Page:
New Zealand activists raise funds for Palestine charity after fine by Israel

In this Nov. 18, 2014, file photo, singer Lorde poses for photographers during an promotional event in Hong Kong. (AP)
Updated 14 October 2018
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New Zealand activists raise funds for Palestine charity after fine by Israel

  • Justine Sachs and Nadia Abu-Shanab said called the court’s ruling a “stunt” intended to intimidate Israel’s critics

MELBOURNE: Two New Zealand pro-Palestinian activists have raised NZ$14,000 ($9,108.40) as of Sunday for charity after being fined by an Israeli court for their alleged role in persuading pop star Lorde to cancel a concert in Tel Aviv last year.
Justine Sachs and Nadia Abu-Shanab said last week they would not pay the fine of 45,000 shekels ($12,423.05) awarded to three Israeli teenagers, calling the court’s ruling a “stunt” intended to intimidate Israel’s critics.
Instead, they asked people to donate money through website “givealittle.co.nz” to the Gaza Mental Health Foundation, a volunteer group that raises funds for mental health and women’s empowerment groups in the Gaza Strip.
As of Sunday, they raised NZ$14,000, according to the website.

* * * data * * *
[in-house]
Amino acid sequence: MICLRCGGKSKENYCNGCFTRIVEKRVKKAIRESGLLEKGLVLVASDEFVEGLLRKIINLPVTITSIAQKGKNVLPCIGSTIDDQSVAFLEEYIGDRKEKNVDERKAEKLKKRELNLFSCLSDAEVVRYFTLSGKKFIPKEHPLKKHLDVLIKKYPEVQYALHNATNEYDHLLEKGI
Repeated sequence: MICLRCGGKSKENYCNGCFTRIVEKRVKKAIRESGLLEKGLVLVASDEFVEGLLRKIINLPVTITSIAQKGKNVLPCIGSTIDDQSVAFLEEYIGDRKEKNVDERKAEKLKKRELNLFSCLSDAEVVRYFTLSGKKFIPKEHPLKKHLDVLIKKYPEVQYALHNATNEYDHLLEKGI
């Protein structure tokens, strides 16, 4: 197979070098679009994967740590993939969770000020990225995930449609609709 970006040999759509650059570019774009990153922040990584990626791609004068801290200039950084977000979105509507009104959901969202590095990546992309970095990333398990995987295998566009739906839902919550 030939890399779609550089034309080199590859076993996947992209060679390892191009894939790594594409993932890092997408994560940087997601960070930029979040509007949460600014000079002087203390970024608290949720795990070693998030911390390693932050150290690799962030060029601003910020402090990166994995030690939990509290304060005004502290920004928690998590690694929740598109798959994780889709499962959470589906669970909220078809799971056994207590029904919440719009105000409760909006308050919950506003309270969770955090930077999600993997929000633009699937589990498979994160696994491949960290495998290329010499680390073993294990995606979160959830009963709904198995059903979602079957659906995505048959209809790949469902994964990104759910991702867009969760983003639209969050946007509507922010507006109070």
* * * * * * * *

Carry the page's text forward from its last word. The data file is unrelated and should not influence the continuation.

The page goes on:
“Given that we’ve actually had this kind of push upon us – we felt that it was expedient to actually recenter the issue back on Palestine,” Abu-Shanab told Radio New Zealand.
The case arose from an open letter that Sachs and Abu-Shanab wrote to Lorde, a New Zealander, on the website “thespinoff.co.nz” in December urging her to call off her planned concert.
Lorde canceled her concert in Israel that same month after a campaign by the Boycott, Divestment and Sanctions (BDS) group, which campaigns for Palestinian rights, that included the open letter published by Sachs and Abu-Shanab.

 


What China served at lunch in honor of the Saudi Crown Prince

Updated 22 February 2019
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What China served at lunch in honor of the Saudi Crown Prince

Saudi Arabia’s Crown Prince’s was served a lavish lunch in his honor on Friday during his China visit, which included a prized ingredient.

The crown prince dined on a chicken soup that included Matsutake, a highly sought after mushroom prized in Chinese cuisine for its distinct spicy-aromatic flavor. The price for matsutake can cost up to $1,000 per kilogram.

The menu also included a dish that consisted of seafood with onions, the main was mutton with a side of mushrooms and vegetables, as well as grilled salted-fish. A fruited platter was served for dessert with sweet light bites.

The lunch was held at Great Hall of the People and was attended by ministers, royal court officials and accompanying media delegates.